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Le Tour Stage 4: Kittel... Again (Surprise!)

Another flat day in Le Tour, and another stage win for Marcel Kittel. You would think things are getting too predictable, but the final sprint was much closer and much different than the first two stage wins for the metronomic German.

Kittel looked tired after his sprint for once.
Kittel looked tired after his sprint for once.
Bryn Lennon

Early break, chase, sprint, Kittel win. It's a predictable occurrence these days. It's right about now I really start to miss Mark Cavendish, perhaps the best chance of dethroning Kittel from his place top the sprint hierarchy in this year's Tour. But that said, we did have some more interesting parts of today's stage.

First, Europcar's Thomas Voeckler made it into the break with Cofidis' Luis Maté, but the two were kept on a short leash, as with all the other breakaways in this year's Tour so far. Voeckler uncharacteristically waited for his breakaway companion after a mechanical just prior to the intermediate sprint, but before long Voeckler did what Voeckler does - attack his mates (or, not wait when they get flats) and make faces at the camera. Despite all the tongue wagging, head rolling, and out of the saddle thrashing, Voeckler was brought to heel with just under 20 kilometers to race.

Behind Voeckler, it was crash city as Chris Froome went down early in the stage and is off for x-rays after riding the remainder of the stage with his wrist in a brace. At 30 kilometers to go, Greg Henderson and two other Lotto-Belisol riders went down in a slick roundabout. Later, Peter Sagan appeared to hit the deck, but it proved minor and within ten kilometers he was back at the front of the bunch jostling for position behind the Giant-Shimano and Omega Pharma - Quickstep leadouts.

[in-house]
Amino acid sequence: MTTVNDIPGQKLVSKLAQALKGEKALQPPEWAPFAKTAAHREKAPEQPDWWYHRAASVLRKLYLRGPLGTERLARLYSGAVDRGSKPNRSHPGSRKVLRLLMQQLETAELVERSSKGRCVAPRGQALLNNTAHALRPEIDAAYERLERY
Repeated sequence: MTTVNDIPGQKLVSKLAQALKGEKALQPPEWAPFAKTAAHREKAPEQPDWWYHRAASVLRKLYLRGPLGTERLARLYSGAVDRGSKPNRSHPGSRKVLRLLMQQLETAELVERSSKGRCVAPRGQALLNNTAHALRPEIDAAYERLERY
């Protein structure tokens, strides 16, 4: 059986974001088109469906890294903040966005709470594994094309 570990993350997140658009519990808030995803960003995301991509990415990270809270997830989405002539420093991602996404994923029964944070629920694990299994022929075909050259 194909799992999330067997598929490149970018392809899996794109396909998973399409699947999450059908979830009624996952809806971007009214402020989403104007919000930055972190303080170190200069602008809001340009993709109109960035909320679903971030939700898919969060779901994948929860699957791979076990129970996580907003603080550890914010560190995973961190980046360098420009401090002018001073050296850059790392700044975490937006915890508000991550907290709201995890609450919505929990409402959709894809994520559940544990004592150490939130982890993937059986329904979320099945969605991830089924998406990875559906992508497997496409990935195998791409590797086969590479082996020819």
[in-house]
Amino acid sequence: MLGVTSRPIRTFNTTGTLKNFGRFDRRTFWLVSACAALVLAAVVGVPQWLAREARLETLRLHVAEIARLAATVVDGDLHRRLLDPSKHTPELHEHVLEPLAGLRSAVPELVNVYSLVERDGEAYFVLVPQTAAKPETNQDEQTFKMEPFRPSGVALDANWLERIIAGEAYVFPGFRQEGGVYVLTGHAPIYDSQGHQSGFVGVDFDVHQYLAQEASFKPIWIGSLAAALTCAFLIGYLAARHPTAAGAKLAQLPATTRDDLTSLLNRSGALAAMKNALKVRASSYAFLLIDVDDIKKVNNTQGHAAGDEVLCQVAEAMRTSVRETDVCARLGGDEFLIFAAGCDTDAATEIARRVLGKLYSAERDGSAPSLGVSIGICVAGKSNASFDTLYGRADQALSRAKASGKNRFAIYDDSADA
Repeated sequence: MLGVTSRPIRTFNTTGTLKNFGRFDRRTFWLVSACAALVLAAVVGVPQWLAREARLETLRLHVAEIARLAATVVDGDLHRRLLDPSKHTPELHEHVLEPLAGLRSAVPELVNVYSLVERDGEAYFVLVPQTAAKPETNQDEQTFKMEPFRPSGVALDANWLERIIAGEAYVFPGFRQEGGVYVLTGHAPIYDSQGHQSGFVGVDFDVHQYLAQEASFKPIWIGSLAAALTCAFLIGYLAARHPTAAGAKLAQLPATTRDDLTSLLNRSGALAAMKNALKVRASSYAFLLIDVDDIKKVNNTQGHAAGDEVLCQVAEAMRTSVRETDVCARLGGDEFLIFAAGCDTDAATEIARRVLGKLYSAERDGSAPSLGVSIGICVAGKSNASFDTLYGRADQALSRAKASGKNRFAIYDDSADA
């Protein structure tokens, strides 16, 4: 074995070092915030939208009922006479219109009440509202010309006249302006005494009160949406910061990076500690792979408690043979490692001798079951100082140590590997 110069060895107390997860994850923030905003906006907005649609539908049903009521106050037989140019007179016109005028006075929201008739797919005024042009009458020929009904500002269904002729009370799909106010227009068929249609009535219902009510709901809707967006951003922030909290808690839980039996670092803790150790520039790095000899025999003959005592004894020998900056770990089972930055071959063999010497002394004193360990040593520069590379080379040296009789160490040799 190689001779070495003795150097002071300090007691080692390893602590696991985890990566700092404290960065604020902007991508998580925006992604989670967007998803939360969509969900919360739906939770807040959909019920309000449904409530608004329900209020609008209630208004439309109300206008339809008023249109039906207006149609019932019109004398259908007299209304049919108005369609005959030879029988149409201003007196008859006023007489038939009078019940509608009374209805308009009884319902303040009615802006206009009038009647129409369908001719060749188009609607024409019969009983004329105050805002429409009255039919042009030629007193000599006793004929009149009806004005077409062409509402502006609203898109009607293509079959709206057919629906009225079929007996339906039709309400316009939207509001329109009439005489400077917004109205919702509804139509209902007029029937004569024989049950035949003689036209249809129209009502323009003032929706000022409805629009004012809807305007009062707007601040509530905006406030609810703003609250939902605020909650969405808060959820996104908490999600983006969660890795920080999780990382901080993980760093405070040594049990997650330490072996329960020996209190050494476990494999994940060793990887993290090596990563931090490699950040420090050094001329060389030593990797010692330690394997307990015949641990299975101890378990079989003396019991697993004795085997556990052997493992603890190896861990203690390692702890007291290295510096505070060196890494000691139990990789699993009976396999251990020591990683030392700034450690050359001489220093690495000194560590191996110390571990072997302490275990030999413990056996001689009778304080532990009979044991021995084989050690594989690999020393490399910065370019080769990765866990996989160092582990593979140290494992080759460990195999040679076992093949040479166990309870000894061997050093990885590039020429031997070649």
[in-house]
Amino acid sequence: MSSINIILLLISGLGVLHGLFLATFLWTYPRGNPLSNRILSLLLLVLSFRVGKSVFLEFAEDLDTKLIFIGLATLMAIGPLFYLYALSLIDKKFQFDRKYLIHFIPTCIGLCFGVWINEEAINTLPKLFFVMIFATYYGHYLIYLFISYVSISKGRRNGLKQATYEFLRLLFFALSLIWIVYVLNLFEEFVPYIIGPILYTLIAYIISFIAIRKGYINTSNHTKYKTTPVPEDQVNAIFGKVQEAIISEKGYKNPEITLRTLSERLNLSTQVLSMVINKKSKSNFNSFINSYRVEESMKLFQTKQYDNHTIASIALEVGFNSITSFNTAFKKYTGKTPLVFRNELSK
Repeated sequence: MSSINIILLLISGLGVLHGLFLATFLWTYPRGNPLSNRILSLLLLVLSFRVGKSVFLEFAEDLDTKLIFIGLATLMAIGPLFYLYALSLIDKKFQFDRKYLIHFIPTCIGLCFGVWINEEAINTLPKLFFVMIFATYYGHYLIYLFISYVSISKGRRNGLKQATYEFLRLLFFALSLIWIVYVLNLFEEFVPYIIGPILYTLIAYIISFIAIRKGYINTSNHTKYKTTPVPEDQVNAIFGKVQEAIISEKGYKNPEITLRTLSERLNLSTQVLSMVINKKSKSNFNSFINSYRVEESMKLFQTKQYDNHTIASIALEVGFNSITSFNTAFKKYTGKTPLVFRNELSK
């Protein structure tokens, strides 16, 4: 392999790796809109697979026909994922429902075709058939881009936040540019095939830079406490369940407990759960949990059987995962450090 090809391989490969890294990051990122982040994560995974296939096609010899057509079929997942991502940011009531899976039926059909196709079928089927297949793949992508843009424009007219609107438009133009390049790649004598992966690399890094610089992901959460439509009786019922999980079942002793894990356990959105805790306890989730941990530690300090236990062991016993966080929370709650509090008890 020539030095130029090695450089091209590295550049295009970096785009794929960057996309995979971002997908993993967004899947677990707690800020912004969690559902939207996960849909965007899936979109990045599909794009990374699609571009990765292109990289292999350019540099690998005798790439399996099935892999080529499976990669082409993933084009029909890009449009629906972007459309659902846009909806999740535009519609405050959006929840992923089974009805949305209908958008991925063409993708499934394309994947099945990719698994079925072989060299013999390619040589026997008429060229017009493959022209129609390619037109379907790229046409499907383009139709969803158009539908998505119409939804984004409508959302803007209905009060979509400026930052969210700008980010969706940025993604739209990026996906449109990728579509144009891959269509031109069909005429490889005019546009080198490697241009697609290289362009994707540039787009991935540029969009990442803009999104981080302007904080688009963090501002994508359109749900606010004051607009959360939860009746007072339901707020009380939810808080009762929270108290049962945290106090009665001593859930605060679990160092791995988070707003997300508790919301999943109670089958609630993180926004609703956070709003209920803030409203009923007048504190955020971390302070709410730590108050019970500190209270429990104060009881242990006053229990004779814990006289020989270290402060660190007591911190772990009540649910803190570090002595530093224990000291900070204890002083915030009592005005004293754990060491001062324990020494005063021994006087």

For once, the Giant-Shimano leadout fizzled early and Katusha took control for Alexander Kristoff. Their effort seemed too early as well as Kristoff hit the front outside of 250 meters from the line, but a little hesitation from Mark Renshaw and Kittel gave the Norwegian a gap early on that proved difficult to close. Inside the final 50 meters Kittel and company were spread wide across the road and closing fast on Kristoff and at the line it was Kittel taking the win by half a wheel ahead of Kristoff and Arnaud Démare.

Nothing changed in the major classifications, though Sagan padded his green jersey lead by taking third in the intermediate sprint atop a climb in the middle of the stage and fourth in the sprint. Andy Schleck failed to start due to tearing a ligament in his knee in a crash yesterday.

Stage Results:

  1. Marcel Kittel (Giant - Shimano)
  2. Alexander Kristoff (Katusha)
  3. Arnaud Démare (FDJ)
  4. Peter Sagan (Cannondale)
  5. Bryan Coquard (Team Europcar)
  6. André Greipel (Lotto-Belisol)
  7. Mark Renshaw (Omega Pharma - Quickstep)
  8. Danny Van Poppel (Trek Factory Racing)
  9. Davide Cimolai (Lampre-Merida)
  10. Daniel Oss (BMC)

Overall Classification:

  1. Vincenzo Nibali
  2. Peter Sagan at 2"
  3. Greg Van Avermaet at 2"

Points Classification:

  1. Peter Sagan (158pts)
  2. Marcel Kittel (135pts)
  3. Bryan Coquard (121pts)